Simple steps like checking in frequently and blocking robocalls can make a meaningful difference.
The U.S. Centers for Disease Control and Prevention declared elder financial abuse a public health crisis in 2016. The reason? A dramatic decline in assets dramatically affects your quality of life. Think about it: An already vulnerable person may have no way of making up the loss of their life savings, which means they may not be able to afford housing, much less the care they need, and they may feel deeply depressed at being taken advantage of.
An estimated $3 billion to $30 billion in elder financial fraud occurs each year.
Cognitive impairment and the need for help with daily activities can make individuals more vulnerable to financial abuse. But the truth is that anyone – young and old, highly educated and not – can be tricked by a sophisticated scheme. Read on for practical steps to prevent financial abuse in your family.
If you’re used to calling your parent monthly, consider making contact more frequently, just to check in. It’s especially important if they’ve recently lost a spouse or close friend. Research from Wayne State University’s Institute of Gerontology shows that loneliness and feeling undervalued increase someone’s risk of falling for scams by 30%.
You’ll also want to start a conversation about whether your loved one needs help with financial management. Gaining some sort of financial oversight, even if it’s view-only access through a budgeting app or a fraud monitoring service such as EverSafe, can help you detect abuse and fraud. Look for red flags, including:
The timing of your calls can also be crucial. Calling in the afternoon or evening could help spot “sundowning,” a state of confusion that can be a tipoff to cognitive issues.
Calls can be especially persuasive these days with “neighbor spoofing” tech that allows telemarketers’ calls to appear to be coming from a local number.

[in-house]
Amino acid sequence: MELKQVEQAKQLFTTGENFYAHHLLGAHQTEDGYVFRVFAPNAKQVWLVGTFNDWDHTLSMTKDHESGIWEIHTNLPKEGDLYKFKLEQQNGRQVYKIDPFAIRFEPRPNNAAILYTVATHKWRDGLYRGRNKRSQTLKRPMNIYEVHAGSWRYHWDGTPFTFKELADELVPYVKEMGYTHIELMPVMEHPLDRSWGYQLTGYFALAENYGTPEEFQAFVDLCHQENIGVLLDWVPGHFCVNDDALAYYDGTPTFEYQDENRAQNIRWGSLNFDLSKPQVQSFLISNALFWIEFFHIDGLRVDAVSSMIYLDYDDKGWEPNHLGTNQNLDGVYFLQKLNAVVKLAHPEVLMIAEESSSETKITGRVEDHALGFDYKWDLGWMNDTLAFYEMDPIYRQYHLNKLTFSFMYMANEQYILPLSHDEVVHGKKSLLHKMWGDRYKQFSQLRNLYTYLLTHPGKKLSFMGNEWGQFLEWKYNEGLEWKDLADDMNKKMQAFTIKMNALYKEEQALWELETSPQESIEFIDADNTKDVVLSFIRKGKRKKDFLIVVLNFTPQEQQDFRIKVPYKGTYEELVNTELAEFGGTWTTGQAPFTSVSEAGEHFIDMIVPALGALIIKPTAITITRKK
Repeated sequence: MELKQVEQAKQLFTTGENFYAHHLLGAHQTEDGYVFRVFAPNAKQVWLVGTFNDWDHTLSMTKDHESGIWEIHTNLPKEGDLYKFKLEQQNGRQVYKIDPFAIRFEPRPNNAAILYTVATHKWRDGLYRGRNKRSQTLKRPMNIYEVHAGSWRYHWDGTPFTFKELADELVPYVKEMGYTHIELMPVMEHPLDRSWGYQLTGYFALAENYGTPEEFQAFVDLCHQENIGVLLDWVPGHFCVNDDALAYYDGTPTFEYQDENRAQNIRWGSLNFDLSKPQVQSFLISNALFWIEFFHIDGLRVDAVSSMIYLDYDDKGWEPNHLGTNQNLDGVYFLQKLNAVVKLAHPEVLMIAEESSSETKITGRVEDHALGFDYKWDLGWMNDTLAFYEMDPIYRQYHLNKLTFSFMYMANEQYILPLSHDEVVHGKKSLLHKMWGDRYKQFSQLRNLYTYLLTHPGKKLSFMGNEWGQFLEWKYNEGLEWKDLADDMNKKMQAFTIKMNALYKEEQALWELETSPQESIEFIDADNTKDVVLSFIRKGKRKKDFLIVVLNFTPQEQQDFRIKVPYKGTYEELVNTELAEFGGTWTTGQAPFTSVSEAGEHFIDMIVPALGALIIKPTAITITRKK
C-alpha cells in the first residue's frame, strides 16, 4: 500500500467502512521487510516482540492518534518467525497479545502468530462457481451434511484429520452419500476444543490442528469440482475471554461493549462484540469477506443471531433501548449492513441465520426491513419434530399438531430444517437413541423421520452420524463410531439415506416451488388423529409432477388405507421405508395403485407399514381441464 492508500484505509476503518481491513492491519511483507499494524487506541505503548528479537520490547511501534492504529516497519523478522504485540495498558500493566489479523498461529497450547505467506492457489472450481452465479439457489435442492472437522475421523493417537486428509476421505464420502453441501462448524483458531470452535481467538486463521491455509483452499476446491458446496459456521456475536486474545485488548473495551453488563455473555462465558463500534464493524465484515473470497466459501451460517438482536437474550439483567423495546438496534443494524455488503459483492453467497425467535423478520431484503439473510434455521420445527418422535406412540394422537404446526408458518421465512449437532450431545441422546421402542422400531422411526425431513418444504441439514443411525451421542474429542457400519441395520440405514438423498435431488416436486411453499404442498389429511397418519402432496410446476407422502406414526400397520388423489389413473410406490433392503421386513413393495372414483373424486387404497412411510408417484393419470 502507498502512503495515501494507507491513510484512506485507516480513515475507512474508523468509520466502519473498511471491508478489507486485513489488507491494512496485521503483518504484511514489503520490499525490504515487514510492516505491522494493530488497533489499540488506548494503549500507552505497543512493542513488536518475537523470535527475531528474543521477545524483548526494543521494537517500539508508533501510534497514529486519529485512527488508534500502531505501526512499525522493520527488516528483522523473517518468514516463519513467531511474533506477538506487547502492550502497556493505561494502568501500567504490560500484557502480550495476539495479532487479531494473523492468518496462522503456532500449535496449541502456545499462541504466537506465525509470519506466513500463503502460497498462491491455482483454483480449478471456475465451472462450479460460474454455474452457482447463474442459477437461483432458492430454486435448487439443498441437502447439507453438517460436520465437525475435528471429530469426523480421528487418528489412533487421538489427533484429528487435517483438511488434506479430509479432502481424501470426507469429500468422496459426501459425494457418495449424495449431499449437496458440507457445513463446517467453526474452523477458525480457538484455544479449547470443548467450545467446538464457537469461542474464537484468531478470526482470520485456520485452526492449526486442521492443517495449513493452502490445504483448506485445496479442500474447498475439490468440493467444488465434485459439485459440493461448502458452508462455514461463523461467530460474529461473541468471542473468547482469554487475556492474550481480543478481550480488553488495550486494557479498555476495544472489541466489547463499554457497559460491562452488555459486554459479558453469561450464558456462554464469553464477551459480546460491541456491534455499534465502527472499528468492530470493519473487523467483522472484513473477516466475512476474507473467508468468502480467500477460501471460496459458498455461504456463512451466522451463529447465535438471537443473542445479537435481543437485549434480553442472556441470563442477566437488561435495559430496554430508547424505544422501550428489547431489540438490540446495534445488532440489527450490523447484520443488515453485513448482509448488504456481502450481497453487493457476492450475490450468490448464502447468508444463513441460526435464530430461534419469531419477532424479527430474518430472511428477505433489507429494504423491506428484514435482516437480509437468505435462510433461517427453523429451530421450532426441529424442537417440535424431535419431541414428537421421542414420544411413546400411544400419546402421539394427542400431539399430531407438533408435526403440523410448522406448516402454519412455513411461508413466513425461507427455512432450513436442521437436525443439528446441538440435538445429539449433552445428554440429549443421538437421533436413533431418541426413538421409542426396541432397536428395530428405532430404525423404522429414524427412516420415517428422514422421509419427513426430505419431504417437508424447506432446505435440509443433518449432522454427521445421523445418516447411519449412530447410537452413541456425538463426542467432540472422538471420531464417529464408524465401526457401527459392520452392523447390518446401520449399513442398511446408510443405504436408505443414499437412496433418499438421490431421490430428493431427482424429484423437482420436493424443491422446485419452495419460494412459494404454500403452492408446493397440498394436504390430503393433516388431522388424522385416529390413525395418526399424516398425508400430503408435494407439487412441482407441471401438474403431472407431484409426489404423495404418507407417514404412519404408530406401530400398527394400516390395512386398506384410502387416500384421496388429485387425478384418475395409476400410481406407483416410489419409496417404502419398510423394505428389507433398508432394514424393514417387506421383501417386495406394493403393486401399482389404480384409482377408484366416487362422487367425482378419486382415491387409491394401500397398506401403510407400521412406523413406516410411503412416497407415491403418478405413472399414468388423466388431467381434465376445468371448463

“The best thing you can do is not answer calls you are not familiar with,” says Mark Fetterhoff of the AARP Foundation. Consider taking advantage of free services such as Nomorobo for VoIP phones and the Hiya app for cellphones to block robocalls entirely. For landline phones, you can purchase hardware that will block robocalls.
It’s also a good idea to dump all of those bogus direct mail fliers in the garbage, avoid clicking links in phishing emails and suspicious text messages, and refuse to open the door to those you don’t know well.
Knowledge is power, so make sure your loved ones know about the latest scams – like the sweetheart scam, in which a fraudster poses as a suitor to gain your trust and eventually ask for money. The FBI said sweetheart scams cost 15,000 people more than $230 million in 2016 alone.
If an aging parent is fiercely independent and would balk at direct financial oversight, encourage them to get a second opinion. Suggest they run any large transaction past you, a friend or a trusted advisor first.
Other fraud prevention safeguards include:
Banks and brokerages are required to make an effort to get the name of a trusted contact for clients’ accounts. This trusted contact won’t have any power over the account, but will instead be a resource in the case of suspected financial exploitation.
Encourage your loved ones to name a trusted contact to put this safeguard in place, and do so for yourself. It’s also a good idea to designate a power of attorney to help with finances now or in the event you or your loved one becomes incapacitated. The time to put safeguards in place is before you need them.
Talk to your advisor about ways you can protect your loved ones from fraud, and be proactive in your own financial planning. Though these scams will continue to make headlines, taking action can help keep yourself and your family one step ahead of scheming criminals.
Sources: SIFMA Senior Investor Protection Center, sifma.org; FBI’s Internet Crime Complaint Center, ic3.gov; fbi.gov; finra.org; aarp.org; “This scam is once again targeting Southwest Florida seniors,” nbc-2.com; “Psychological and functional vulnerability predicts fraud cases in older adults,” ncbi.nlm.nih.gov; napsa-now.org; U.S. News & World Report infographic, “The High Cost of Elder Financial Abuse”; Weill Cornell Medicine